The period cottage wears its stone exterior with some grace, exposed all around to show its handiwork of over a century ago, matched with equal skill in the last decade or so by the added-on low stone wall of the sunroom extension on the gable wall.
Setting is at Ballinatona, a couple of miles from Union Hall in west Cork, and near boating and bathing facilities as well at Squince harbour, Reen pier and the rest of Castlehaven harbour’s inlets.
The cottage has been a holiday home of a Cork city-based family, and the work done on it has added comfort while not taking from its essential original character.
Window positions are low in front, and high on the gables for the bedrooms, and plaster quoins on the corners blend in seamlessly — this is just a good looking cottage, albeit small.
The ground floor layout is quite open plan, with the living area to the left of the red front door, the simply presented kitchen to the right, opening to a sun room with pine clad ceilings, and the ground floor behind has a utility room, and bathroom with shower.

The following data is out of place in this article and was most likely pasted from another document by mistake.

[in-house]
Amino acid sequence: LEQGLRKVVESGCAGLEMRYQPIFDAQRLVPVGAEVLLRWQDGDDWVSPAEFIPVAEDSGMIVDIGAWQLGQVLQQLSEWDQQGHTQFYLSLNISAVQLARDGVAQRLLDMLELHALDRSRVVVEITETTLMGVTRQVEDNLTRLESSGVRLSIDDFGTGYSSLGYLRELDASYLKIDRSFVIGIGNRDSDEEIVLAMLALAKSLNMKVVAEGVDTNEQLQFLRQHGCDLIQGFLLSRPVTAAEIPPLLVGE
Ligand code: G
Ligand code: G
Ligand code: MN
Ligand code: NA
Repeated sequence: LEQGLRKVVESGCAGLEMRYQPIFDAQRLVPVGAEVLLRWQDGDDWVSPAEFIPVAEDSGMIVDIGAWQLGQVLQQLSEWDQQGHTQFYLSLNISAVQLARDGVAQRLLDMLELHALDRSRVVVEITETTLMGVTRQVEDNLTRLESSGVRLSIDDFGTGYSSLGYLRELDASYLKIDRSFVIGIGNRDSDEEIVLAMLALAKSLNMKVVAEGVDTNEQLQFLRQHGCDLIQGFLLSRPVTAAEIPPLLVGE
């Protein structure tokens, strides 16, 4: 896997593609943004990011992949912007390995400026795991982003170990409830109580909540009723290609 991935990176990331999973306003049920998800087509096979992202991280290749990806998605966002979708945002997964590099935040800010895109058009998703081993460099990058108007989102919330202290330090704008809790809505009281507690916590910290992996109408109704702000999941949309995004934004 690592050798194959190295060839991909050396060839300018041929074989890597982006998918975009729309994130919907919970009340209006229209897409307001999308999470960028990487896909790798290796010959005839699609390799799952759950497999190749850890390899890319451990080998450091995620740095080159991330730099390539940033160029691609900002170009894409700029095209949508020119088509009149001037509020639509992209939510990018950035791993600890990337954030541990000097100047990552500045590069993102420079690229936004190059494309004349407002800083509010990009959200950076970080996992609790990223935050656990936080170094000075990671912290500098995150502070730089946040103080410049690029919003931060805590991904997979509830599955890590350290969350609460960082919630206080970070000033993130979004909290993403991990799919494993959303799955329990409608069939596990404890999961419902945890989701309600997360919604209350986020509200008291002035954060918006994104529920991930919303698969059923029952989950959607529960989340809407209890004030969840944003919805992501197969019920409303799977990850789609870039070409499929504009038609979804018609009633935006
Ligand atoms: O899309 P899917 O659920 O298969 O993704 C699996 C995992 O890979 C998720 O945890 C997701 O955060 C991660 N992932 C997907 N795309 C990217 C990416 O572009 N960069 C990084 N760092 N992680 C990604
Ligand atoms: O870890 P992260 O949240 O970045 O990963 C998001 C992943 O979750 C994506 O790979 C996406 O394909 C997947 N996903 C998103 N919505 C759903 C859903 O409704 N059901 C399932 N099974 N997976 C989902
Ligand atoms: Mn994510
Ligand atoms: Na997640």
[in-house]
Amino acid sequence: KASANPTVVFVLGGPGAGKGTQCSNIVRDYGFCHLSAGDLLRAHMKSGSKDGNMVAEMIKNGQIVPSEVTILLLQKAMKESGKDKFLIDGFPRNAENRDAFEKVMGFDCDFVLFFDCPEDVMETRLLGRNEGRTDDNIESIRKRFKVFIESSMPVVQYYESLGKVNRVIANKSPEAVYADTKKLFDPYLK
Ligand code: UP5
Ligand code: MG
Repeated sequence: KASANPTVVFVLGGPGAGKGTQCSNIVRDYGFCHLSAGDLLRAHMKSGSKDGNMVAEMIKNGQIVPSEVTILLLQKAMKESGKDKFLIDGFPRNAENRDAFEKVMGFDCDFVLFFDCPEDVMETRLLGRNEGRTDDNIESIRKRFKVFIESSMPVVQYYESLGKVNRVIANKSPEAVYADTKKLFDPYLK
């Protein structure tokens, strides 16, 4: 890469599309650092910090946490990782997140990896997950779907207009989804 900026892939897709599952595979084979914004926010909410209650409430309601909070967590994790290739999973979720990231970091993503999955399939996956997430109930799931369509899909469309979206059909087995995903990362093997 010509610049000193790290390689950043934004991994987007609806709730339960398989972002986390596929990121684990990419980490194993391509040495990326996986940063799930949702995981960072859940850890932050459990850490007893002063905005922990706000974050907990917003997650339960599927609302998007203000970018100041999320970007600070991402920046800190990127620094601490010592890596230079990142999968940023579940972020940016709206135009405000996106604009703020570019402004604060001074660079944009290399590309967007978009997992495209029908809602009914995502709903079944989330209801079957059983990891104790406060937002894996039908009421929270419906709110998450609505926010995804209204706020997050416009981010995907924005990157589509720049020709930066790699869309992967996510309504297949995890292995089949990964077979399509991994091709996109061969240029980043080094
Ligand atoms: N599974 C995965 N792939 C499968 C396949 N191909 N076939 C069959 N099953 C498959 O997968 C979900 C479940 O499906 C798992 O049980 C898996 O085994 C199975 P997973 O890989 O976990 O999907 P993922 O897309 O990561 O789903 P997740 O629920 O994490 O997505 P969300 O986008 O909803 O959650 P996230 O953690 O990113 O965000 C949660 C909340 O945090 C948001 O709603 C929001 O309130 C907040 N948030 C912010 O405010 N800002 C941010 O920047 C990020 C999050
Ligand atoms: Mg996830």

The open spindle stairs runs down the back wall, ceiling joists are part-exposed, as is an internal stone wall, the floor is solid oak, while kitchen worktops are also in timber.
Overhead, the house has three small bedrooms, one with en suite shower room.
The grounds are easy to keep, with gravelled parking, some lawns, and stone terracing, and there’s a shed for storing the essential beach and boat gear, buckets, paddles and picnic paraphernalia.
Selling agent is Charles McCarthy in Skibbereen, who seeks offers around €350,000, and expects it to be bought for second-home usage. Cork city, airport and ferryport are less than a 90-minute spin away.